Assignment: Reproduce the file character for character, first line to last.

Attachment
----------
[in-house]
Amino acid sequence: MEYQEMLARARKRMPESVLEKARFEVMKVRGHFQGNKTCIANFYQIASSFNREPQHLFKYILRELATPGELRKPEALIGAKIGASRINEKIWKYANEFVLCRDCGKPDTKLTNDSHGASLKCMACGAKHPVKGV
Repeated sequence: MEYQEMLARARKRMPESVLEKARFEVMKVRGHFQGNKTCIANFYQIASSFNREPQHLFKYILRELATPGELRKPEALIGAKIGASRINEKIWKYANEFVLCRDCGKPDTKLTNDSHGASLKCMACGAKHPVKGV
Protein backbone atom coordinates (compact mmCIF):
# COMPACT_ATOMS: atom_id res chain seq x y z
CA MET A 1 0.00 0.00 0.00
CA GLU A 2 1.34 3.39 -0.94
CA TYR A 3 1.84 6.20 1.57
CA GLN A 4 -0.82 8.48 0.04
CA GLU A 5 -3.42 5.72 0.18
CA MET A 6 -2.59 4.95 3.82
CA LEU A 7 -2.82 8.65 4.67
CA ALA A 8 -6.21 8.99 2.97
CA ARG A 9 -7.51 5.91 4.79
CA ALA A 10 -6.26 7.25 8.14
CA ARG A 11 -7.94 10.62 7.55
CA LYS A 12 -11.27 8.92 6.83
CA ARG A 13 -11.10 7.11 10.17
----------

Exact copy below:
[in-house]
Amino acid sequence: MEYQEMLARARKRMPESVLEKARFEVMKVRGHFQGNKTCIANFYQIASSFNREPQHLFKYILRELATPGELRKPEALIGAKIGASRINEKIWKYANEFVLCRDCGKPDTKLTNDSHGASLKCMACGAKHPVKGV
Repeated sequence: MEYQEMLARARKRMPESVLEKARFEVMKVRGHFQGNKTCIANFYQIASSFNREPQHLFKYILRELATPGELRKPEALIGAKIGASRINEKIWKYANEFVLCRDCGKPDTKLTNDSHGASLKCMACGAKHPVKGV
Protein backbone atom coordinates (compact mmCIF):
# COMPACT_ATOMS: atom_id res chain seq x y z
CA MET A 1 0.00 0.00 0.00
CA GLU A 2 1.34 3.39 -0.94
CA TYR A 3 1.84 6.20 1.57
CA GLN A 4 -0.82 8.48 0.04
CA GLU A 5 -3.42 5.72 0.18
CA MET A 6 -2.59 4.95 3.82
CA LEU A 7 -2.82 8.65 4.67
CA ALA A 8 -6.21 8.99 2.97
CA ARG A 9 -7.51 5.91 4.79
CA ALA A 10 -6.26 7.25 8.14
CA ARG A 11 -7.94 10.62 7.55
CA LYS A 12 -11.27 8.92 6.83
CA ARG A 13 -11.10 7.11 10.17